Each front is ornamented back of the plaits with a row of lace insertion, and the jacket is decorated with a line of feather-stitching made about hem depth from the bottom. At the neck is a deep collar that tapers narrowly toward the front ends and is covered with three frills of lace.

A fancy chemisette is disclosed at the neck, being sewed permanently to the left side and closed invisibly at the right side; it is formed of strips of insertion alternating with narrow ribbon, and a standing frill of lace decorates the upper edge and is continued across the back.

The shirt sleeves are gathered at the upper and lower edges and finished with deep wristbands of insertion that are each decorated with a plaited frill of lace.

A ribbon bow is ornamentally placed over the ends of the collar, and ribbon ties, the plaited ends of which are inserted in the under-arm seams, are tied in a bow at the front to hold the front in closely.

Costume Options

Such a house-jacket will develop charmingly in all varieties of silken, woolen and cotton textures, such as Surah, India or China silk, fancy flannel in plain or figured varieties, cashmere, foulé, camel's-hair, Canton flannel, sateen, lawn, seersucker, and a large assortment of dress goods. The decoration may consist of lace, insertion. ribbon, fancy stitching or crocheted or worsted lace.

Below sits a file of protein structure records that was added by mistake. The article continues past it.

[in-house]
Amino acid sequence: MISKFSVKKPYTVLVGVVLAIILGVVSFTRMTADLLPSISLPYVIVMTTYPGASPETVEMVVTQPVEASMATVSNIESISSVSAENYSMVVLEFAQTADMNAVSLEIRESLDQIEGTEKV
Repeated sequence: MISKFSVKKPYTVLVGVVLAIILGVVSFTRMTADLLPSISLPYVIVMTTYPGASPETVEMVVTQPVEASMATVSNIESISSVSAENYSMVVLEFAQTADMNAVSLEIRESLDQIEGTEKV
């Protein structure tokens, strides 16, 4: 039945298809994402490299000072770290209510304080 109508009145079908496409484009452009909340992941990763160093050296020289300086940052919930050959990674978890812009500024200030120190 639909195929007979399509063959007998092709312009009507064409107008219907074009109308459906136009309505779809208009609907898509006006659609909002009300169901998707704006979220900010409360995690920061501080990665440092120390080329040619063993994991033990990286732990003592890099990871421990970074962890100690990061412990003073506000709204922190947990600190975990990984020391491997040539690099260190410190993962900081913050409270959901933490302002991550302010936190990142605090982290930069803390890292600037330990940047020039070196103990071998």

Pattern Information

We have pattern No. 3381 in thirteen sizes for ladies from twenty- eight to forty-six inches, bust measure.

To make the garment for a lady of medium size, requires five yards of material twenty-two inches wide, or three yards and seven-eighths twenty-seven inches wide, or two yards and seven-eighths thirty-six inches wide, or two yards and a-fourth forty-four inches wide.

Price of pattern, 1s. 3d. or 30 cents.

"Figure No. 350 L.—Ladies House Jacket," in The Delineator: A Journal of Fashion, Culture, and Fine Arts – Midsummer Number, New York: Butterick Publishing Co., Ltd, Vol. XXXVI, No. 2, August 1890, P. 77+ (For Illustrations see Page 78).

"Ladies House Jacket [Pattern No. 3381]," in The Delineator: A Journal of Fashion, Culture, and Fine Arts – Midsummer Number, New York: Butterick Publishing Co., Ltd, Vol. XXXVI, No. 2, August 1890, P. 82 (For Illustrations see Page 84).

Editor's Note: Some terminology used in the description of women's clothing during the 1800s and early 1900s has been changed to reflect more modern terms. For example, a women's "Toilette" -- a form of costume or outfit has an entirely different common meaning in the 21st century. Typical terms applied to "toilette" include outfit, ensemble, or costume, depending on context.